Fertility Risk with Cancer Therapy


Effect on spermatogenesis and transport

Risk of infertility

Removal of both testes

Impaired production

100 %

Removal of one testis


Damage to hypothalamic/pituitary gonadotropin producing area

Low – spermatogenesis may be stimulated with exogenous gonadotropin

Retroperitoneal lymph node dissection

Impaired transport

Variable – retrograde ejaculation; sperm production not impaired

Radiation therapy
Irradiation of testes

Impaired production

Fertility very unlikely if testes dose > 7.5 Gy

Irradiation of hypothalamic/pituitary gonadotropin producing area

Dose-response relationship unclear; dose < 30 Gy do not appear to produce damage


Alkylating agents

Impaired production

Cyclophosphamide equivalent dose (CED):

 <4 g/m2 – risk of azoospermia < 15 %

 >4 g/m2 – risk of oligo- or azoospermia >50 %


Testicular surgery can affect production of sperm and hormones or interfere with transport of sperm [7]. Injury of the gonadotropin-releasing hormone area of the hypothalamus and/or the gonadotropin-producing anterior pituitary can also result in impaired spermatogenesis and sex steroid production [8]. Impaired transport may occur from damage to autonomic nervous system control of urethral sphincters and/or vasodilation secondary to retroperitoneal lymph node dissection or prostatectomy [9].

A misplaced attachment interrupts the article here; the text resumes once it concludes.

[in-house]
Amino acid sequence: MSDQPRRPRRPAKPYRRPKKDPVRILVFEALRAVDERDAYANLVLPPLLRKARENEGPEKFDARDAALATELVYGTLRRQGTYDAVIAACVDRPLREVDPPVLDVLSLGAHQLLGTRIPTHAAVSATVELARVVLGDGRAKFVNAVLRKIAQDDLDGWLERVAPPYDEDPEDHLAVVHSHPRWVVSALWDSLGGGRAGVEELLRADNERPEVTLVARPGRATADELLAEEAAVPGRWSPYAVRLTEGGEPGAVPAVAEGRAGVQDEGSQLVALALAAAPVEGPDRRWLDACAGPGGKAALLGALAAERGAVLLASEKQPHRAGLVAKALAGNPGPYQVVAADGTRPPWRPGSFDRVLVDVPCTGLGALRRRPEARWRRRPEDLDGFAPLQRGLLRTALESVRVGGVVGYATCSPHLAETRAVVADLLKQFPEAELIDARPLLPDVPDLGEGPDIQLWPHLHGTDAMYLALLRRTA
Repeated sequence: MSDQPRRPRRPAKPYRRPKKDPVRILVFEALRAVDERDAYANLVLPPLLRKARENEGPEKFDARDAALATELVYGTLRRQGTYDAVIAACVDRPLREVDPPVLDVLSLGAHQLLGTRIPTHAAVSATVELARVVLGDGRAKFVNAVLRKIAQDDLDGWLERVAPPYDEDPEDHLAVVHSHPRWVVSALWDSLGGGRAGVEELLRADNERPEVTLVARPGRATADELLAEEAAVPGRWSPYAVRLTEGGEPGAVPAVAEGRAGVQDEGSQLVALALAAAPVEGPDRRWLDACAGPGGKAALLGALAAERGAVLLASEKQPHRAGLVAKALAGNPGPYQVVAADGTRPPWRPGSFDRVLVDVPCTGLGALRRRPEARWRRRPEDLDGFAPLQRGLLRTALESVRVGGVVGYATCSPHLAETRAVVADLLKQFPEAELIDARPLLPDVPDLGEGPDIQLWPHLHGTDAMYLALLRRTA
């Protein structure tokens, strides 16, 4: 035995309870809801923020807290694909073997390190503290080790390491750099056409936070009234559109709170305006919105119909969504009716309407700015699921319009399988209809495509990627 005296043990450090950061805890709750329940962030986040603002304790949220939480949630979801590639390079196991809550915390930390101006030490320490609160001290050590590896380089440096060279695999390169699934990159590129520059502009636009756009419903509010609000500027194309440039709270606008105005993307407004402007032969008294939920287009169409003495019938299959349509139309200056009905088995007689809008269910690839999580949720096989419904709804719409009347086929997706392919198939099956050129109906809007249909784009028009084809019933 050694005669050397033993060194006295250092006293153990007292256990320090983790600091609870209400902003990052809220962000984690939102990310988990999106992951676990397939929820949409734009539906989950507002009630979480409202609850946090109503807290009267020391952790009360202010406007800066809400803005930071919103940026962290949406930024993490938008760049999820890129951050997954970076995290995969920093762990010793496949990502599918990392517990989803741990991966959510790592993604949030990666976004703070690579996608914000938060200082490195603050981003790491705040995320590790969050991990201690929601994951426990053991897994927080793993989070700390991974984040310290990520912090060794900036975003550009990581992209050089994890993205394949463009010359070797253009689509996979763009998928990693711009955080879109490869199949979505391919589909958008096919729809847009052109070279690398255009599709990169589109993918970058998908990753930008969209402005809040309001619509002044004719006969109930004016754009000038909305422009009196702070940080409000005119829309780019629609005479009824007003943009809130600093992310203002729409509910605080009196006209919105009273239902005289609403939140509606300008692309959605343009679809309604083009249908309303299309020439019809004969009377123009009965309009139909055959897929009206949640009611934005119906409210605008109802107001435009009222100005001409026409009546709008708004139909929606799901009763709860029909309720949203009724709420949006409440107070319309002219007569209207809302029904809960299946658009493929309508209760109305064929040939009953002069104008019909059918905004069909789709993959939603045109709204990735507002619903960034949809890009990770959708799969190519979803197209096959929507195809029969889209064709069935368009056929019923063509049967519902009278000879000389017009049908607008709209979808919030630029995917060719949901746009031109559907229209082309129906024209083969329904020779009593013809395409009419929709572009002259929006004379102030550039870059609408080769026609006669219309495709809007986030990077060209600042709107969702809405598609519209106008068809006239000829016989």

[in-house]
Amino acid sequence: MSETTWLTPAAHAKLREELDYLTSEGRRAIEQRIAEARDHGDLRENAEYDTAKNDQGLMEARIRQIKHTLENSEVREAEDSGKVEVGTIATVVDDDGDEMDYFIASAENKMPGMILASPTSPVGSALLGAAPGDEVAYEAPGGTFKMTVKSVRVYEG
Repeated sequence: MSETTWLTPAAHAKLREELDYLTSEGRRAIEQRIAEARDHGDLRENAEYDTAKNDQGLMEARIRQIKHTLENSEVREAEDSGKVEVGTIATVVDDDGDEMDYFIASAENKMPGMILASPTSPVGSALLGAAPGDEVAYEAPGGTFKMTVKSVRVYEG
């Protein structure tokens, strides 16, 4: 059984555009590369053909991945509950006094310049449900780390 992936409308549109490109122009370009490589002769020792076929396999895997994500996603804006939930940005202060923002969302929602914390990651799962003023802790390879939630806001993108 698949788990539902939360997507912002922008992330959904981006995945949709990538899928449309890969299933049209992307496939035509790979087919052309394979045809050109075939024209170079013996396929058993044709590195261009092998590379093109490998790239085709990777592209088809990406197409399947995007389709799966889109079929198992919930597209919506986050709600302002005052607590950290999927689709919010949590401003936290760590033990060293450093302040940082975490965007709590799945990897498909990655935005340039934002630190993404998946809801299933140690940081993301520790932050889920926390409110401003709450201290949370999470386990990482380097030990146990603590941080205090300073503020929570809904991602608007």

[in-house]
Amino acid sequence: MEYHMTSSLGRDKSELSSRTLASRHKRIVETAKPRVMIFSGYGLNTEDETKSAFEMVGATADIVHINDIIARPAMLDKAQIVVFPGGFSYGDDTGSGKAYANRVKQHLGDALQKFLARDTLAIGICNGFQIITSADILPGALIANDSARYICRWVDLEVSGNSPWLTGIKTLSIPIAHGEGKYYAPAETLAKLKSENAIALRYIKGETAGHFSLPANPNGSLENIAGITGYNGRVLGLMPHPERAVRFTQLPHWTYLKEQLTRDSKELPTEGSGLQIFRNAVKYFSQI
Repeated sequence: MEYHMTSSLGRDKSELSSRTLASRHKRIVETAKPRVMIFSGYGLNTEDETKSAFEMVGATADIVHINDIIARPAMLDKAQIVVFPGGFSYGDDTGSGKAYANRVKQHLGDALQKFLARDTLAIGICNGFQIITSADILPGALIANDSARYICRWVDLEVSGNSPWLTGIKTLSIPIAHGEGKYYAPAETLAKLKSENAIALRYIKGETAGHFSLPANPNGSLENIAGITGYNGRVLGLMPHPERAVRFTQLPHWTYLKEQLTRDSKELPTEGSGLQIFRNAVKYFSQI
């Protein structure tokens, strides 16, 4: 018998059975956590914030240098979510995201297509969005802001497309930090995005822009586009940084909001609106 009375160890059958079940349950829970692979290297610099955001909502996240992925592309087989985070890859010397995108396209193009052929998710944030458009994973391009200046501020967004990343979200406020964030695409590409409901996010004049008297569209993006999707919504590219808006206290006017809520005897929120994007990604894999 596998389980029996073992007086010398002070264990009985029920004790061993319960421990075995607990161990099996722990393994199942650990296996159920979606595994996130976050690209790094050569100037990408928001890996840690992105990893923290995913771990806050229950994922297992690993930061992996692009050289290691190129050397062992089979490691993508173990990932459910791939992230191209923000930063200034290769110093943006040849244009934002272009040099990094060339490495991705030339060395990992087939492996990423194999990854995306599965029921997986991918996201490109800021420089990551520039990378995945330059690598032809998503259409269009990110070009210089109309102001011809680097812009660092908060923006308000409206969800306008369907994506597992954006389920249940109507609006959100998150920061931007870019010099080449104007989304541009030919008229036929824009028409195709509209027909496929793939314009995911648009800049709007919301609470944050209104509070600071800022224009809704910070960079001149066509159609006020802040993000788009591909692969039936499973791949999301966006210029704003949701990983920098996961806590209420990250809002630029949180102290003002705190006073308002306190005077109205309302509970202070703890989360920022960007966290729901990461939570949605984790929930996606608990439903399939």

Testicular tissue is extremely radiosensitive with only small amounts of direct radiation required to cause significant impairment in spermatogenesis (Fig. 1.1). The immature stem cells and spermatogonia are most sensitive. Radiation to the testes markedly reduces the number of spermatocytes 2–3 weeks post-therapy with declines in ejaculated sperm counts by approximately 10 weeks. Azoospermia is typically present at 18 weeks post-therapy [10]. Spermatogenesis is significantly impaired at lower direct testicular radiation doses than is hormone production. However, both spermatogenesis and hormone production can be impaired after higher doses of radiation therapy delivered to the hypothalamic/pituitary area.